John B. “J.B.” Martin was born in Patrick County on the first of September 1838 to Moses Josephus Martin, Jr. and Sarah Moles Martin. J.B. had two older sisters, Nancy Elizabeth, born in 1832 and Catherine, born in 1834, and an older brother, Reid, born in 1837. Following the birth of J.B. was Easter Jane “Ellie” born in 1840, William Green, born in 1843, David Harbour, born in 1846, and lastly, James Moses Martin, born in 1848.
J.B. married Miss Ellen Elizabeth Moles of Patrick County on the fourth of March 1858. J.B. and Elizabeth’s first child, William Lee Martin, was born on the sixth of December 1858. The union was blessed with a daughter, Mary Josephine, on October 22, 1860.
War came to Patrick County in 1861 with most men joining or being conscripted into the local 51st Virginia Infantry. Moses Josephus and Sarah Moles Martin gave four sons, David Harbour Martin and William Green Martin, both joined the 51st Virginia, but for reasons that I have not been able to confirm, J.B. was placed with Captain Charles Fry’s Virginia Light Artillery, also known as Orange Artillery and Reid was placed in Company D of the 12th Virginia Infantry. After many battles, companies were combined because so many men were killed or wounded, and I suspect this was the case with J.B. and Reid. Sadly, Reid Martin died of disease in Petersburg, Virginia on the twelfth of July 1862.
J.B. was conscripted on the first of April 1862, leaving a wife, a three-year-old, and an 18-month-old at home. The following is the heartbreaking account of Private J.B. Martin, recorded in the Morris, Orange, and King William Artillery Regimental History compiled by Gregory J. Macaluso. “On Saturday, December 26, 1863, Private J.B. Martin of the Orange Artillery was tried by the Military Court of the Army of Northern Virginia for desertion. Martin, a married conscript from Patrick County in the southwestern part of the state had deserted on two previous occasions and had been picked up near his home each time. In these prior incidents, when he was caught and returned to his company, his illegal absences had been treated as absence without leave (AWOL). His punishments upon conviction were meted out accordingly, loss of pay, and extra camp duties.”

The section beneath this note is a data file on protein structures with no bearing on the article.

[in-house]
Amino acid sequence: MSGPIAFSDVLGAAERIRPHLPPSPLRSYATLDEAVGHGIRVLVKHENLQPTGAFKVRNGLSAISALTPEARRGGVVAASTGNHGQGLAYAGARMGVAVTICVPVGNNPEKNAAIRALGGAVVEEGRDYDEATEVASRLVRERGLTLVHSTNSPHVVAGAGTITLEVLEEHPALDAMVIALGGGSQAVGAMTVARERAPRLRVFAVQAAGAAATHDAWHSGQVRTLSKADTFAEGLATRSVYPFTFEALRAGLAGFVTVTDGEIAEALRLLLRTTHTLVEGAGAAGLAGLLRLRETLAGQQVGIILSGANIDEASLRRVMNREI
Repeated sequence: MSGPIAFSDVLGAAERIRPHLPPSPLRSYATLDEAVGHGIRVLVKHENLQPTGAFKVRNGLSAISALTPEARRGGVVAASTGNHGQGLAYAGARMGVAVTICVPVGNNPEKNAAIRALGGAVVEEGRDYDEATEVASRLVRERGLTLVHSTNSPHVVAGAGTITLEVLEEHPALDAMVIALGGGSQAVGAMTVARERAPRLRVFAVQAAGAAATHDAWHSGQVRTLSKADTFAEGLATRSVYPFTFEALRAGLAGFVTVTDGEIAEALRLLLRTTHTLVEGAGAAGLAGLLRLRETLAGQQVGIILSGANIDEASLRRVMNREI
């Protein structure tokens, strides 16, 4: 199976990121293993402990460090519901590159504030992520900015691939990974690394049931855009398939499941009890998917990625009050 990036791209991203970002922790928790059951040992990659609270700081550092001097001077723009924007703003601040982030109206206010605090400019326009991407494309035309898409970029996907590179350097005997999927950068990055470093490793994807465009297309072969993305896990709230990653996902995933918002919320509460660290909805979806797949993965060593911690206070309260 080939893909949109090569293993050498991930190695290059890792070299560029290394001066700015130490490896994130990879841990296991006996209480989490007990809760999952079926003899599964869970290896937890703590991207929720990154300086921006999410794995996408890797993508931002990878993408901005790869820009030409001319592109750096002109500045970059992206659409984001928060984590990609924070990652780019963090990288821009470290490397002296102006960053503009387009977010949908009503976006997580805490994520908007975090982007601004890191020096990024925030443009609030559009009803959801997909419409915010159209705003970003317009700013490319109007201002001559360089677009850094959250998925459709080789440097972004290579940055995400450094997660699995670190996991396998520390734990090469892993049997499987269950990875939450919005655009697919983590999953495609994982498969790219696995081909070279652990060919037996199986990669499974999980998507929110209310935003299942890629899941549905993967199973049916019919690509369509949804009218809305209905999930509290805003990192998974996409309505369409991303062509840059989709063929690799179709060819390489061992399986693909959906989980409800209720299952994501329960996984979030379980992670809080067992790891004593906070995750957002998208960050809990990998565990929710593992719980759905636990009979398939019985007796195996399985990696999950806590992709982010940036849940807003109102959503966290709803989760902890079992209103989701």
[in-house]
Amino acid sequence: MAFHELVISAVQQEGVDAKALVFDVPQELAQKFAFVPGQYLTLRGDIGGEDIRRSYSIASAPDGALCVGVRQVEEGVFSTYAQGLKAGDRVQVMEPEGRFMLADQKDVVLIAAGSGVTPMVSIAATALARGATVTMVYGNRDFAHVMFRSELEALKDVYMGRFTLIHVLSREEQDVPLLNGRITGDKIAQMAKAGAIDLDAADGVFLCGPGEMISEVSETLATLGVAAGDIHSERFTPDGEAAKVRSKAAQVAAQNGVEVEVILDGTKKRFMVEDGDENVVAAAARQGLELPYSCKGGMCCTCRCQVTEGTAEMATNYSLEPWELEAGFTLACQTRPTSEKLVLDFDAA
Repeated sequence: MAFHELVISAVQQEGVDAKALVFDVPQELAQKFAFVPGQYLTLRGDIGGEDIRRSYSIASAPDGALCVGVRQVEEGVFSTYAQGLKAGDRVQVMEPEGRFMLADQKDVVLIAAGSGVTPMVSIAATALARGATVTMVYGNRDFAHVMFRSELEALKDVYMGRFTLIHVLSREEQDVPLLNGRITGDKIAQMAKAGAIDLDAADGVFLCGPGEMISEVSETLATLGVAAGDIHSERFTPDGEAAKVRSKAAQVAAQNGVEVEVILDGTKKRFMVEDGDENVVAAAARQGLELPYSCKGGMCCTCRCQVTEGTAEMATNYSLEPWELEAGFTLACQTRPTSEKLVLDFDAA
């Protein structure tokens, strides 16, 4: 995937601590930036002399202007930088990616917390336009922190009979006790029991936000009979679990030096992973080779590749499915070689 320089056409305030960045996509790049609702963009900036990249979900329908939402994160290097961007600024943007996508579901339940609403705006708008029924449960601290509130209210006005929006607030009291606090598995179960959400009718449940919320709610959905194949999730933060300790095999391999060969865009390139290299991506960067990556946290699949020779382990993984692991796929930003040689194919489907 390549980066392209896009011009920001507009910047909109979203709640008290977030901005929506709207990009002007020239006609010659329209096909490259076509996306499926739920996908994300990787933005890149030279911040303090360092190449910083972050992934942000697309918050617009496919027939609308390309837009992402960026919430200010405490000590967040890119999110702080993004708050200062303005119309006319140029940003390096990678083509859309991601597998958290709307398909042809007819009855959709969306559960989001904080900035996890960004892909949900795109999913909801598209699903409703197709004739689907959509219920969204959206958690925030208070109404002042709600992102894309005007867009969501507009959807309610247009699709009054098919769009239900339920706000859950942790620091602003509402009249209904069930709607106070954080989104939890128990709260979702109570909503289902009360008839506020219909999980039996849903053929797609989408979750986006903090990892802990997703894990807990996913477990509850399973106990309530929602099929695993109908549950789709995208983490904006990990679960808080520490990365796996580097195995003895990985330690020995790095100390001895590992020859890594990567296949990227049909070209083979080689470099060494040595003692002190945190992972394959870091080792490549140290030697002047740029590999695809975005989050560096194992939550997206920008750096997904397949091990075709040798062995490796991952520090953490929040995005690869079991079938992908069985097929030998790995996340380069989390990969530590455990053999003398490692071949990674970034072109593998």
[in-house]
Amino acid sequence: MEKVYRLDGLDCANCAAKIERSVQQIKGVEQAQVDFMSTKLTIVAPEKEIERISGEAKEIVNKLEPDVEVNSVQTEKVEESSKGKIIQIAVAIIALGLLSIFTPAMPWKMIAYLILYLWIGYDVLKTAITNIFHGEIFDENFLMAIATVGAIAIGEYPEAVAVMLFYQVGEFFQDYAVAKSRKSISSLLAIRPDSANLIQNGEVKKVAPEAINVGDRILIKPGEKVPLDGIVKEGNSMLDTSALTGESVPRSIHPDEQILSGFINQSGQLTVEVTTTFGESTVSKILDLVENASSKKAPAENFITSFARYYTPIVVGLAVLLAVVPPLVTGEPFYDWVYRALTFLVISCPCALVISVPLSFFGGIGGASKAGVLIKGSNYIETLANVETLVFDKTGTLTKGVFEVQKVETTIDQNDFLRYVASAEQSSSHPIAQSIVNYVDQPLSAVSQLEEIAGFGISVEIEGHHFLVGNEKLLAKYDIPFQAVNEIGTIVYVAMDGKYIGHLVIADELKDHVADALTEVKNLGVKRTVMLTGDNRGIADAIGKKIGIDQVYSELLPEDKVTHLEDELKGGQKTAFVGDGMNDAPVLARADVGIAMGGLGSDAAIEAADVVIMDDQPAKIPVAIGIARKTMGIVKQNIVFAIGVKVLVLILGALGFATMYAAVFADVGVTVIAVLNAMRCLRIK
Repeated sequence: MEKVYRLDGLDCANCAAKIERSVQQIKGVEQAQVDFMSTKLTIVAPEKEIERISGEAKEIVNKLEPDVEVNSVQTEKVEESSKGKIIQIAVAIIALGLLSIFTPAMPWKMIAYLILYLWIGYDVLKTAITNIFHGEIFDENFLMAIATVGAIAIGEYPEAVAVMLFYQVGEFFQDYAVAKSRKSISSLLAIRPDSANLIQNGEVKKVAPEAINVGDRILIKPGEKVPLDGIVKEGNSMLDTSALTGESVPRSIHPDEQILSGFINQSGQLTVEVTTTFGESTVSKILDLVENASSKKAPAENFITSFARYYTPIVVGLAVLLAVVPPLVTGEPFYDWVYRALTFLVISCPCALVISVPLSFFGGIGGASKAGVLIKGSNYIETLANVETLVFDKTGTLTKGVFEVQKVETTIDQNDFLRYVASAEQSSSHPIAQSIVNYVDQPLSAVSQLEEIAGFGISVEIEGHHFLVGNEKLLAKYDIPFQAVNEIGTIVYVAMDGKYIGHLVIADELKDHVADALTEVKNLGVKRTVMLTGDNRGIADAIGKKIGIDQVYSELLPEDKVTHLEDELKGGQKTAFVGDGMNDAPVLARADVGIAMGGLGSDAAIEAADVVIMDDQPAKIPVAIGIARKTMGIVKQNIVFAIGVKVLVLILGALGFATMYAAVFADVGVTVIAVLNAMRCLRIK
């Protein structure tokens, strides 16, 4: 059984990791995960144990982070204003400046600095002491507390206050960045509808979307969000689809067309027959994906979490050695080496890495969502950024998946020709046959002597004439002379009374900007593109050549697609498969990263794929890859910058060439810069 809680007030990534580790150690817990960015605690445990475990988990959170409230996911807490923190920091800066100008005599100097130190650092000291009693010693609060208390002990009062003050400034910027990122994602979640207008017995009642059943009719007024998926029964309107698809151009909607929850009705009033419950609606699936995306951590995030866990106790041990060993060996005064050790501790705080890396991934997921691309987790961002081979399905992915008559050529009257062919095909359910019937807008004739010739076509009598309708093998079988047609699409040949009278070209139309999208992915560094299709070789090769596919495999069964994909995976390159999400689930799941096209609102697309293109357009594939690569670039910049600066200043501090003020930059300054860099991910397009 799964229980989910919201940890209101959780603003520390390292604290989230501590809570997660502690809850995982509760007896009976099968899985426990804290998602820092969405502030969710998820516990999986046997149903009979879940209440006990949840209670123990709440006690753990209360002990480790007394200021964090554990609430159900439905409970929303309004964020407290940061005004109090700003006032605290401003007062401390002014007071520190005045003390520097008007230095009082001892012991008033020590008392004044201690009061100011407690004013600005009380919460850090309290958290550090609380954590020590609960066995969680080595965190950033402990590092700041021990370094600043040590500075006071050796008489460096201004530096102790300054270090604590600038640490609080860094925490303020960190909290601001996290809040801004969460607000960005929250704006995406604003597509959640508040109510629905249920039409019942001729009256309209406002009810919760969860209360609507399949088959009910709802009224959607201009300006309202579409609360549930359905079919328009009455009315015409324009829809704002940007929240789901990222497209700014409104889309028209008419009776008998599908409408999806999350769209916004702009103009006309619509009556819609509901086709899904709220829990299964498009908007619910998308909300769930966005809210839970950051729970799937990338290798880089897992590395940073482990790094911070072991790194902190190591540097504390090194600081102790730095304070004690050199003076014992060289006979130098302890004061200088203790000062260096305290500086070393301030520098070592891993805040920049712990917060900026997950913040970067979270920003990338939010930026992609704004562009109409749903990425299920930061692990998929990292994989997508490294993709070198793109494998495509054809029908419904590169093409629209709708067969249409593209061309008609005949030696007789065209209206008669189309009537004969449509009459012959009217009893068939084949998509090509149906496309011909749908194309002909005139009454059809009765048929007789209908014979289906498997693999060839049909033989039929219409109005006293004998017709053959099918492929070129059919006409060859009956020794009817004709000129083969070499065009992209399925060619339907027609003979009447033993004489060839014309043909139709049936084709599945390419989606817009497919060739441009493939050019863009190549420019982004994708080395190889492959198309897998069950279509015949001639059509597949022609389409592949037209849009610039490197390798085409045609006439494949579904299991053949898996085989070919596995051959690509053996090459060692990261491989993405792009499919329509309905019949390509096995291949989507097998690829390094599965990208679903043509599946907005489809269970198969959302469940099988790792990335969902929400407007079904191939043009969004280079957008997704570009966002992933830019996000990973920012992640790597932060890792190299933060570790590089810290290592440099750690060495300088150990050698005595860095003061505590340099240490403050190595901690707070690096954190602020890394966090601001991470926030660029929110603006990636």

“This time he deserted on June 6, 1863, while on march to Somersville Ford along with two others. Since this was the third time that Martin had run away, it was required under the existing law in force in the Confederate Army, he was to be tried as a deserter…..Martin was remanded to jail when captured near his home and not tried until December 26th. As a result of his alleged association with a group of North Carolinian deserters, no mercy was shown him and he was convicted and sentenced to death by the court. Pending approval of the sentence by General Lee and President Davis, J.B. was remanded to the Castle Thunder Military Prison in Richmond to await his fate.”
While J.B. was at Castle Thunder awaiting sentence, his wife Elizabeth gave birth to their third child, John B. Martin, Jr. on November 5, 1863. The Regimental History concludes with this report, “The fate of J.B. Martin of the Orange Artillery was settled on January 9, 1864. The artillerymen of the Second Corps were forced to witness his execution for desertion. Having been convicted of desertion the previous December, and his sentence being upheld by both General Lee and President Davis, Martin was returned to Frederick’s Hall and shot to death in front of the witnessing artillery force. The firing party was made up of men from the Second Corp Provost Guard and not from the men of his own unit, as was the usual practice. J.B. Martin had the distinction of being the only man of Carter’s battalion executed during the war.”
Naturally, things were extremely difficult back home for Elizabeth; in 1870, she married Joseph Addison Alley. In 1873, J.B. and Elizabeth’s oldest son, 14-year-old William Lee Martin, was murdered at a local grist mill. The assailant allegedly killed William with an ax and was originally given the death sentence, but it was commuted to life in prison. Elizabeth and her remaining children moved to Hancock, Tennessee. In the next few weeks, we will look at the remaining children of Moses Josephus Martin, Jr. and Sarah Moles Martin.
Woody may be reached at email@example.com or (276) 692-9626.